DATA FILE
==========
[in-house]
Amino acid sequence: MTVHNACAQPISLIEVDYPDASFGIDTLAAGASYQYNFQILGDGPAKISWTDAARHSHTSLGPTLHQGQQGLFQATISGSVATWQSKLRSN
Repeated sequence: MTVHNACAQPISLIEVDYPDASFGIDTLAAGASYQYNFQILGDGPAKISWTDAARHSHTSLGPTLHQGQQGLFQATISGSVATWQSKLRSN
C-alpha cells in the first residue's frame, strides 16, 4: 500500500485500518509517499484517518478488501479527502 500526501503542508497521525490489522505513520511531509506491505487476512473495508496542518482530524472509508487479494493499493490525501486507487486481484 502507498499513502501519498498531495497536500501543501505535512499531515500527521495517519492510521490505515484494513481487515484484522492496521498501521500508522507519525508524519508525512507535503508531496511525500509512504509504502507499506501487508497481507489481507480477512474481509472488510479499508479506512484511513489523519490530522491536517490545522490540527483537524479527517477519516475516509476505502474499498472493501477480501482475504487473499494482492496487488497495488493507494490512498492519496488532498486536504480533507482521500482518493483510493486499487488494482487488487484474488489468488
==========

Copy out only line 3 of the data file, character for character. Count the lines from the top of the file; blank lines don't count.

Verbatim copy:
Repeated sequence: MTVHNACAQPISLIEVDYPDASFGIDTLAAGASYQYNFQILGDGPAKISWTDAARHSHTSLGPTLHQGQQGLFQATISGSVATWQSKLRSN